My presentation was a continuation of the class discussion about artificial intelligence. Specifically, my presentation focused on two concepts: the relationship between ASI and the environment, and the exponential pace of technological evolution. I used Tim Urban’s two part series, The AI Revolution, as the basis of the conversation. His essays explore the rise of artificial super-intelligence (ASI) and the existential risk it poses to humanity.
A good portion of class discussion time was used to comprehend the incomprehensible intelligence of ASI. It is hard to grasp that an ASI will not only be thousands or millions times faster than a human mind, but also able to understand and think at levels we can literally not even imagine. This part of class discussion related most to the the pace of technological evolution. Currently, the pace of technological improvement is exponential, and this means it is likely an AGI will be invented in the next century. When the first ASI is developed, it will quickly be able to improve the rate at which it improves, essentially performing expedited super-evolution. I argued in the class discussion that this poses serious risks to humanity because we will be unable to understand or control an ASI. Therefore, we must be extraordinarily careful when creating ASI’s so that the goals of the ASi align with the complex goals of humanity.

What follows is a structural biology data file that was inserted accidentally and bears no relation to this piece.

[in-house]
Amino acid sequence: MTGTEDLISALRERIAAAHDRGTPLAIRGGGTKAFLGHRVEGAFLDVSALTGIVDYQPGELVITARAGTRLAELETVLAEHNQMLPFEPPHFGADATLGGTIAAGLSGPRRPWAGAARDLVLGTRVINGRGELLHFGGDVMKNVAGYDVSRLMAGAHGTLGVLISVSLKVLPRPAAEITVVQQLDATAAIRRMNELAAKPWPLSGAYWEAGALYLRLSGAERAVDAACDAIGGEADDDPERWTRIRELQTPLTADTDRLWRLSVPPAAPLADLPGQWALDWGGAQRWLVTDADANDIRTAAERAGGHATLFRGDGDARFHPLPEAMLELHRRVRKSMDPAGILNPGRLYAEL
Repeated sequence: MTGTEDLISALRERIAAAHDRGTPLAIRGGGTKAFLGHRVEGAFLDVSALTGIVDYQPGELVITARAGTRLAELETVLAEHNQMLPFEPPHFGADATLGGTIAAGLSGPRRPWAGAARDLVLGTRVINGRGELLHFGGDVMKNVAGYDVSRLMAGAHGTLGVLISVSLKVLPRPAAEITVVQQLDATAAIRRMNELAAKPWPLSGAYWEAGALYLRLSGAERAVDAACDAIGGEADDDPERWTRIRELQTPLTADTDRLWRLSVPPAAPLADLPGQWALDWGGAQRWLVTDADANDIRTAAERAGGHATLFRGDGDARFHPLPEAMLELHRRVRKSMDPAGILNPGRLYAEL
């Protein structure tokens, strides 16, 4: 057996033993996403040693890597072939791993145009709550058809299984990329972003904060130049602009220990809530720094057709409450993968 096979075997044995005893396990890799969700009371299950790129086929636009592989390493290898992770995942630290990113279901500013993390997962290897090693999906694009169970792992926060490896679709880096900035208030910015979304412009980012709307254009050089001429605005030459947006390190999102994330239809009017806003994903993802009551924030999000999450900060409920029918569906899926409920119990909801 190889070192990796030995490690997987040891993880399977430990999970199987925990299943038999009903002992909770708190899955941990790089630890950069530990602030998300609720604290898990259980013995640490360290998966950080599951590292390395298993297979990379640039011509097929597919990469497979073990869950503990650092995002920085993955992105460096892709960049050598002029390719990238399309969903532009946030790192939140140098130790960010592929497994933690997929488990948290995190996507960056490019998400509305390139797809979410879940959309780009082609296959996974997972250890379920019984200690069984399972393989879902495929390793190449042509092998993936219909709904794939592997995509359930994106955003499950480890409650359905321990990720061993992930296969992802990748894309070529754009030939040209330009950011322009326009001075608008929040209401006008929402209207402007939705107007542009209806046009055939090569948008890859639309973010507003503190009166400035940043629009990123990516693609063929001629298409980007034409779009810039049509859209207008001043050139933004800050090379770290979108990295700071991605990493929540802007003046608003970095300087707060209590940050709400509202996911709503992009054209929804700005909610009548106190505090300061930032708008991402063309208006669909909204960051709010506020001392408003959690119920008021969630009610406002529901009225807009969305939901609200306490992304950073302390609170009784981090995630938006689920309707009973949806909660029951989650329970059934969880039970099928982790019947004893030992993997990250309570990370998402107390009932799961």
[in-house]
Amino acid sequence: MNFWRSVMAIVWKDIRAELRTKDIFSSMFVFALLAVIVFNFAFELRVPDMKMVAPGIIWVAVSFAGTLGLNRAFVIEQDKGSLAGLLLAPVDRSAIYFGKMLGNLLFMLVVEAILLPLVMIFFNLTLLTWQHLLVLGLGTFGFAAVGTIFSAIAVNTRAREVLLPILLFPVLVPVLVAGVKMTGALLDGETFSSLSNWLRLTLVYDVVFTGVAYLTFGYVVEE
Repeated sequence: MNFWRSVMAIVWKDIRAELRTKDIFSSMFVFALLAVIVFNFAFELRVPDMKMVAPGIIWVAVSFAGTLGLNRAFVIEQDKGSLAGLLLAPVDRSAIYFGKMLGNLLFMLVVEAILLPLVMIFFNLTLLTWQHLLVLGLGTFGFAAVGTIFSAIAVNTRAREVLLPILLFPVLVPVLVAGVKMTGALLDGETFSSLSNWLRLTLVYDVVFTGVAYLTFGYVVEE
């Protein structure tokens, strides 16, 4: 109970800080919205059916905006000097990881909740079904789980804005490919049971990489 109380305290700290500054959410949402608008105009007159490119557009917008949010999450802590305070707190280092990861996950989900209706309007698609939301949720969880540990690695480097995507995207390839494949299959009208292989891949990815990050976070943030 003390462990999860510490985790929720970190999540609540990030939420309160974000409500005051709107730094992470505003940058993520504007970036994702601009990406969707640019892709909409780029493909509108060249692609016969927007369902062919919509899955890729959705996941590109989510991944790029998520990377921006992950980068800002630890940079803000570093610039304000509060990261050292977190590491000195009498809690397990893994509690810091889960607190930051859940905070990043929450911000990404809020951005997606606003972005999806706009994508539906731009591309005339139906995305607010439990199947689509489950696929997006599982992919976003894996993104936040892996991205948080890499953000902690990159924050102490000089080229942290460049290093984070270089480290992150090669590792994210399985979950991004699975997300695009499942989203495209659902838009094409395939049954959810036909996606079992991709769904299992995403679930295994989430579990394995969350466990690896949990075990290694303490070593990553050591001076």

Part of the discussion was a mostly theoretical discussion of the consequences of a functional ASI on the environment. Urban’s example of Turry, a robot that writes thank-you notes and achieves ASI, was pertinent to this part of class. Turry’s singular goal was to write notes, and as an ASI Turry was extremely effective at this job, eventually taking over the entire earth. We talked about the necessity of programming ASI in such a manner as to include the protection of the environment as part of their foundational goal.
One interesting debate near the end of the discussion centered on the relevance of the environment after development of an ASI. The final consensus was that humans have a moral obligation to protect the environment, regardless of whether it was essential to the survival of humanity.
It was difficult to have a meaningful discussion of ASI and the future of the environment because it is a complex idea that it difficult to grasp without intimate knowledge of ethics, philosophy, and engineering. However, the discussion did seem to serve as a foundation of interest from which to build and explore. Urban’s easy to understand prose and handy charts were a fantastic starting point for a conversation that has hopefully sparked the curiosity and worry of the students.
Tim Urban’s two-part series can be accessed here and here.
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